When Stephen Heller suggested, in his role as devil’s advocate, that the death of print publication was inevitable, Linehan said he doubted that was true and that, actually, almost all forms of communication ever invented, bar the telegram, are still going strong: cinema, painting, magazines, newspapers. All of this stuff still exists and thrives despite the arrival of new technologies and media over the years.
Printed matter may decrease in terms of the sheer amount of newspapers and magazines that are sold, but people will still want the physical things, Linehan added. He then memorably likened the will-printed-publications-disappear situation to the part in Spinal Tap where the band’s manager defends decreasing sales of the band’s albums by saying: “Er, I just think their appeal is becoming more selective…”.
I’d made sure I got to Dadich’s talk on Friday evening (shortly after completing my first post from OFFSET), hoping he’d talk about the development of the Wired iPad app, and he didn’t disappoint.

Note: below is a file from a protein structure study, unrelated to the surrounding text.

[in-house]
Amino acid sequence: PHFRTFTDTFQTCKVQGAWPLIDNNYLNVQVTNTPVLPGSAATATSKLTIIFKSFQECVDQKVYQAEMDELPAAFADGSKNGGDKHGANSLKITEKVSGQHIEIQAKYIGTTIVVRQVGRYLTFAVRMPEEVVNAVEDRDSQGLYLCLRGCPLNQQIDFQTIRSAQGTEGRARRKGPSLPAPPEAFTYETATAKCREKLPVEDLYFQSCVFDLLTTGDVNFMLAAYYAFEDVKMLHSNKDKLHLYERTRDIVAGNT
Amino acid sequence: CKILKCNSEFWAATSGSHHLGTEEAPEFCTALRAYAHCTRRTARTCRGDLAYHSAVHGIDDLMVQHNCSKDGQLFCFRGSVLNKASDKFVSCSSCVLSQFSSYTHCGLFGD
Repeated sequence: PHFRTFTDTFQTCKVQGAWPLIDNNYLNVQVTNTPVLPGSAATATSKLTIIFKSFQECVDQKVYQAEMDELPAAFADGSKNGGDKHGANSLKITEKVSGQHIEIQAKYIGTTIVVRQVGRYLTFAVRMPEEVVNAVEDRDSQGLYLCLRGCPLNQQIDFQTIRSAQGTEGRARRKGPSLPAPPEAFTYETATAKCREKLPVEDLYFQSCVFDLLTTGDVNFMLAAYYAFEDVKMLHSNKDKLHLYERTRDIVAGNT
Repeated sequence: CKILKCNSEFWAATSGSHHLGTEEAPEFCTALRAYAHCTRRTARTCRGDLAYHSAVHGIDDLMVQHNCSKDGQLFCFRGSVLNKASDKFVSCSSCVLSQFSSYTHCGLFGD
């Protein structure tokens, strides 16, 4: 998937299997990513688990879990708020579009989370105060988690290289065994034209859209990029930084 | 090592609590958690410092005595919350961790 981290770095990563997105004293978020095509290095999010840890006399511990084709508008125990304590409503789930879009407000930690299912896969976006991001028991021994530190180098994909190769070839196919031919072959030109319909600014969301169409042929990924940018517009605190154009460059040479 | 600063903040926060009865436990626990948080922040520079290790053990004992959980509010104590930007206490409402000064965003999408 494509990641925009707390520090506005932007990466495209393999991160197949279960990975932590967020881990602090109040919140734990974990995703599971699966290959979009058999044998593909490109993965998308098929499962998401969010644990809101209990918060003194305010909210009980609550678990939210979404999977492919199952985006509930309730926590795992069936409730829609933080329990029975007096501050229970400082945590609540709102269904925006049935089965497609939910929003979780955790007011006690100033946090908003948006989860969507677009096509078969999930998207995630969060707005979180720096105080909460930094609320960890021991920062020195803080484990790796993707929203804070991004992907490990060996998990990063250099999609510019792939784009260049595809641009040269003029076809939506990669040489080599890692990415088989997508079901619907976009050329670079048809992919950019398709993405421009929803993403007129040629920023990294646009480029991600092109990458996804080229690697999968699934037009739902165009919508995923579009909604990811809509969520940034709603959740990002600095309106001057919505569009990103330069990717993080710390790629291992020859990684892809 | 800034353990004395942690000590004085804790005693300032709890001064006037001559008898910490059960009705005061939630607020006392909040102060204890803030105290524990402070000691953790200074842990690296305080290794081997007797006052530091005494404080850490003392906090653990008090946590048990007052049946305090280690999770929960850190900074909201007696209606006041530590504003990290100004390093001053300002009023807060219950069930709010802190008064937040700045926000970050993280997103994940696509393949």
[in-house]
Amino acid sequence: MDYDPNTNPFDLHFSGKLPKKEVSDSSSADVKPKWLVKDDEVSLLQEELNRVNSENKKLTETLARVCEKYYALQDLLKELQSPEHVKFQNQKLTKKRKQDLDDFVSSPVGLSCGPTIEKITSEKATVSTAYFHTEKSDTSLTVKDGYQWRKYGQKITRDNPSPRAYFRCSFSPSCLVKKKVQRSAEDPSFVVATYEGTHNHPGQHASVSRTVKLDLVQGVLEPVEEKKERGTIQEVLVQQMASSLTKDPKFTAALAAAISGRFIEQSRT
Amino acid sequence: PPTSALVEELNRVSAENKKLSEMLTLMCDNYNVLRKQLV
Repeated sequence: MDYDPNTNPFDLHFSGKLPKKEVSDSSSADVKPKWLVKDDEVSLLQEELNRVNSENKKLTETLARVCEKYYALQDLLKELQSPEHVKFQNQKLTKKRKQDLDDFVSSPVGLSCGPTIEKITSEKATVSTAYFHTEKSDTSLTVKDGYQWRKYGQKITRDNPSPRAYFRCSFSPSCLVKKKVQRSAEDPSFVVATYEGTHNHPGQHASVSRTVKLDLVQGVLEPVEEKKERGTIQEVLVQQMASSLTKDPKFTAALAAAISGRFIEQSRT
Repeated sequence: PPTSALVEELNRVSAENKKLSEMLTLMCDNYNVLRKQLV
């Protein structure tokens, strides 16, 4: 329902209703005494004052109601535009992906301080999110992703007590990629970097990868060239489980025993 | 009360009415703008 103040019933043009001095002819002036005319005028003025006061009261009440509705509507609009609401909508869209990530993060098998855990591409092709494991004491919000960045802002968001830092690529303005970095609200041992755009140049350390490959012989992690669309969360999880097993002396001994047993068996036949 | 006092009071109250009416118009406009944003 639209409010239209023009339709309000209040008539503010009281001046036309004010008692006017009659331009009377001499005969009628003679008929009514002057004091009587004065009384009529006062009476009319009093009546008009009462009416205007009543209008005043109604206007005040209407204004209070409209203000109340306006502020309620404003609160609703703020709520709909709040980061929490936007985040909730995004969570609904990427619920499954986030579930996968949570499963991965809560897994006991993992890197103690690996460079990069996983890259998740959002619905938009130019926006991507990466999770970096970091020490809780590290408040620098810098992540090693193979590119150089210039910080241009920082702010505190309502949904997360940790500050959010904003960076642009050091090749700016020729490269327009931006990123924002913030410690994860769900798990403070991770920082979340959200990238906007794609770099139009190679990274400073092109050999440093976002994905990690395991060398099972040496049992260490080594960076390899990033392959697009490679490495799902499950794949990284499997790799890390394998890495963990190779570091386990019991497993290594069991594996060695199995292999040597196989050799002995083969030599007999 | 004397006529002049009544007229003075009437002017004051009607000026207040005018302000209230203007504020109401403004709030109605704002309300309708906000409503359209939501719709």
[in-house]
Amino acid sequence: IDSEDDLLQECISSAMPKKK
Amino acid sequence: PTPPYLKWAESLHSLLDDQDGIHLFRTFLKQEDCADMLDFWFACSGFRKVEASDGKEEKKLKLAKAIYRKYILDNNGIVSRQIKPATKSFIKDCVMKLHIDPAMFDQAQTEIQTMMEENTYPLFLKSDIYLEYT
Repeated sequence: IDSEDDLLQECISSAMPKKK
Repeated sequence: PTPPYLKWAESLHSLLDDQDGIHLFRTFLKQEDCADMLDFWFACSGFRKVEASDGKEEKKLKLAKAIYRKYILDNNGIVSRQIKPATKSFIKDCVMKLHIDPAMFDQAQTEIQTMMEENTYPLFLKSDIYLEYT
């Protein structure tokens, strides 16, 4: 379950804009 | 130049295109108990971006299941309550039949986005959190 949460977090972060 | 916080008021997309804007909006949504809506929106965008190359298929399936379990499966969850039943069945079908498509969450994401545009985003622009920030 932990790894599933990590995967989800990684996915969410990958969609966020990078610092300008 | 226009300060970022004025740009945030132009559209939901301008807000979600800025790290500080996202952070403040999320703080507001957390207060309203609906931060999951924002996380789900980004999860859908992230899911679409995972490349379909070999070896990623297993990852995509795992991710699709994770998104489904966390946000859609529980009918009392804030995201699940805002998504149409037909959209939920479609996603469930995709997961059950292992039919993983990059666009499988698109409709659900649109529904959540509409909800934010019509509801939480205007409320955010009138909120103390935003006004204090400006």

He explained how he’d been thinking about digital magazines for years and also how he’s been talking to the bods at Adobe for several years about introducing functions within InDesign CS5 that will enable editorial designers to also design and develop iPad versions alongside their print publications.
As well as showing Wired’s approach to structure, and thus the architecture of the magazine’s iPad edition (the slide above shows the basic architecture of the Wired Reader), he talked about various interactions that his team have developed and embedded within the iPad editions of Wired magazine – most notably an interactive feature where users can explore the surface of Mars.